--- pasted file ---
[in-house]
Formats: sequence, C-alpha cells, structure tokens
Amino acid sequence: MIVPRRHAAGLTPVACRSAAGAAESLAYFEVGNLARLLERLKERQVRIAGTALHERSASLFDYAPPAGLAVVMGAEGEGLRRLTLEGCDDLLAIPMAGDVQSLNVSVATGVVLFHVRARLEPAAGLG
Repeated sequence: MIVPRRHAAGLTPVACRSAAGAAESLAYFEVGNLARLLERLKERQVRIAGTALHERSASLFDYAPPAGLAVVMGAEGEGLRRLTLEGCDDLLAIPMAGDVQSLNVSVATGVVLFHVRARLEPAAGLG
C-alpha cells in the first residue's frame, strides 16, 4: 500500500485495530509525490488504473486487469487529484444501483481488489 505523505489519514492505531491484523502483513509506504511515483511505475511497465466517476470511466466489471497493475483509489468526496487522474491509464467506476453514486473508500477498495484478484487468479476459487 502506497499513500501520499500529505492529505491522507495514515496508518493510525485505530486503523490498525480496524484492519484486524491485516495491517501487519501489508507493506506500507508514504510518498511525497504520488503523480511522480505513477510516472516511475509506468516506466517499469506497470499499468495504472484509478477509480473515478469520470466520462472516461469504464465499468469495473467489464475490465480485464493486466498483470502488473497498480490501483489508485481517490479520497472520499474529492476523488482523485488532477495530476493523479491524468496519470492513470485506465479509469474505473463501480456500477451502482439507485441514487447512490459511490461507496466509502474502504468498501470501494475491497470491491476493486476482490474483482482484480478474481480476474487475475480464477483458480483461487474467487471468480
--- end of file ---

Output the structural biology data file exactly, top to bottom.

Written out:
[in-house]
Formats: sequence, C-alpha cells, structure tokens
Amino acid sequence: MIVPRRHAAGLTPVACRSAAGAAESLAYFEVGNLARLLERLKERQVRIAGTALHERSASLFDYAPPAGLAVVMGAEGEGLRRLTLEGCDDLLAIPMAGDVQSLNVSVATGVVLFHVRARLEPAAGLG
Repeated sequence: MIVPRRHAAGLTPVACRSAAGAAESLAYFEVGNLARLLERLKERQVRIAGTALHERSASLFDYAPPAGLAVVMGAEGEGLRRLTLEGCDDLLAIPMAGDVQSLNVSVATGVVLFHVRARLEPAAGLG
C-alpha cells in the first residue's frame, strides 16, 4: 500500500485495530509525490488504473486487469487529484444501483481488489 505523505489519514492505531491484523502483513509506504511515483511505475511497465466517476470511466466489471497493475483509489468526496487522474491509464467506476453514486473508500477498495484478484487468479476459487 502506497499513500501520499500529505492529505491522507495514515496508518493510525485505530486503523490498525480496524484492519484486524491485516495491517501487519501489508507493506506500507508514504510518498511525497504520488503523480511522480505513477510516472516511475509506468516506466517499469506497470499499468495504472484509478477509480473515478469520470466520462472516461469504464465499468469495473467489464475490465480485464493486466498483470502488473497498480490501483489508485481517490479520497472520499474529492476523488482523485488532477495530476493523479491524468496519470492513470485506465479509469474505473463501480456500477451502482439507485441514487447512490459511490461507496466509502474502504468498501470501494475491497470491491476493486476482490474483482482484480478474481480476474487475475480464477483458480483461487474467487471468480